My freshman year, I delayed making a trip to UCS until mid-April. When I finally sat down with a career counselor and told him I wanted to apply for summer internships, he laughed in my face. Apparently I had missed the boat by more than three months.
Other attempts at finding summer work (including e-mailing every political science professor within 200 miles of my home) proved equally fruitless. I received only one response — a professor who first lauded me with praise for being a “bright Yalie” and then asked me to volunteer to rewind videotapes for her.
Returning home to Pittsburgh with no job prospects, I literally begged for my summer job at the sporting goods store where I worked the previous summer. Mistake. When my manager, Sue, asked how often I’d like to work, I asked her to put me down for “as many hours as you can.” This was another mistake. By my second day working at the cash register, I yearned to go back to those long nights of chemistry problem sets and writing papers on obscure Russian film theorists.
I was convinced: school could never be as bad as working.
To keep myself from going completely insane over my seven day schedule, I began to make a list of “The Things I Learned in Retail.” If you’ve never worked in a retail store, you might not believe the catalogue of horrors that follow. Let me “show you the backroom” of the retail industry:
1) Stores will ALWAYS accept returned merchandise.
Many stores have signs stating that “purchases are final” and you might feel awkward when your mom tries to return that pair of underwear because it “keeps riding up.” These signs, however, are the only barriers that prevent a customer from returning any item.
Over the course of my summer, I saw customers return everything from a used pair of soccer shoes which had been played in for at least a month (they “give her blisters”), to a used jockstrap, to a basketball hoop that had already been cemented in the customer’s driveway. Our store took all of the items back and then promptly shipped them to the manufacturer as “defective.”
2) People buy the strangest things.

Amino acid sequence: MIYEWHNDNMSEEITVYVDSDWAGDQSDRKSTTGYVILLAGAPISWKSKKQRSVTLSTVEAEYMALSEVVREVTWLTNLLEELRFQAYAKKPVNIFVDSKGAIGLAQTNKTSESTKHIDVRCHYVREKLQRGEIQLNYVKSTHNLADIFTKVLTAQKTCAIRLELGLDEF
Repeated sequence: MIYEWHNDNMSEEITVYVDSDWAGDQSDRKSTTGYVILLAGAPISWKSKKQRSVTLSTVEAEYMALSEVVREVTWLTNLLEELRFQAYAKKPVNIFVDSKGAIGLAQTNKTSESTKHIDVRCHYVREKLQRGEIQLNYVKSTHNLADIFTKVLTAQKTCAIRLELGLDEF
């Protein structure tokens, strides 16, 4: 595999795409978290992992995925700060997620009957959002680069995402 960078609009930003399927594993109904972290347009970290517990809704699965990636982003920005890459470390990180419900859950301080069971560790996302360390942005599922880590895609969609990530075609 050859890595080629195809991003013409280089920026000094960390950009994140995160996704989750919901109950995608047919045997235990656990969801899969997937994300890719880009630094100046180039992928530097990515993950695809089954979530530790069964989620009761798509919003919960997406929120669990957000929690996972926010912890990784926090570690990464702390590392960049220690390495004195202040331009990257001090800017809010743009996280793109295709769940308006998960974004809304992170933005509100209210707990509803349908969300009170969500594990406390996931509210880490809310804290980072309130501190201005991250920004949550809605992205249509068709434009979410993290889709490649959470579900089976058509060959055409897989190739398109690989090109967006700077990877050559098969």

A frequent customer would come in every Tuesday to buy 5 pairs of black Nike windpants. By her third or fourth trip, I seriously questioned what she was doing with so many identical pairs. Was she outfitting a rapidly growing cult? Trading them like Levis and Marlboros in former Soviet countries? (Though I’m not sure how practical windpants are during the biting Ukranian winter.)
On her sixth trip, my curiosity got the best of me. I phrased it as innocuously as I could; “You’re a big fan of these pants, am I right?”
The woman slid her sunglasses down to the end of her nose and leaned in. I knew she was about to reveal her get-rich-quick Soviet-export scheme.
“These pants are amazing,” she whispered. “You can wear them anywhere — from the gym to work to the nicest restaurant.”
Perhaps my concept of appropriate work and dinner dress is different than most, but I wouldn’t be caught eating anywhere more formal than McDonald’s in those things. I nodded and smiled, allowed the woman to fold the pants (she always insisted on doing it herself), and thanked her for shopping.
3) Customers assume you know everything, yet treat you like a complete idiot.
To most customers, the cashier/salesperson isn’t a real human being – he’s just a drone that lives in the store subsisting on the candy next to the check-out line. Shoppers assume that you know everything there is to know about the hundreds of products in the store, as well as every intimate detail of their lives that might pertain to their use of said product. This leads to seemingly simple questions that are impossible to answer.
“Will these shoes give me blisters?”
“Is this fishing rod compatible with my FlyCaster2000?”
“My middle son, David, is going to football camp tomorrow and he needs a new pair of football pants. Will these fit?”
When you respond to their stupid questions with another question (such as “How big is David?”) and receive a mindnumbingly stupid response (such as “He’s 13”) what choice do you have but to get this idiot savant her damn pants and usher her out of the store as fast as possible? The “savant” part is that she managed to feed and clothe another human for 13 years.
Encounters like this one often led to my inventing “less-than-half-truths” to herd the customers out of the store. “I’ve never met anyone who had a problem with these shoes” isn’t really a lie if you’ve never sold a pair before.
Ultimately, the constant stream of customers and their irrational questions began to take their toll. I left my summer job vowing never to return, and (thanks to a September trip to UCS) I won’t have to, at least for this summer. For those of you who aren’t as fortunate, at least you’ll have the opportunity to cash in on some employee discounts and witness the freak show that is retail.
Kevin Osowski is currently collecting black Nike windpants … but not to outfit a cult, or anything.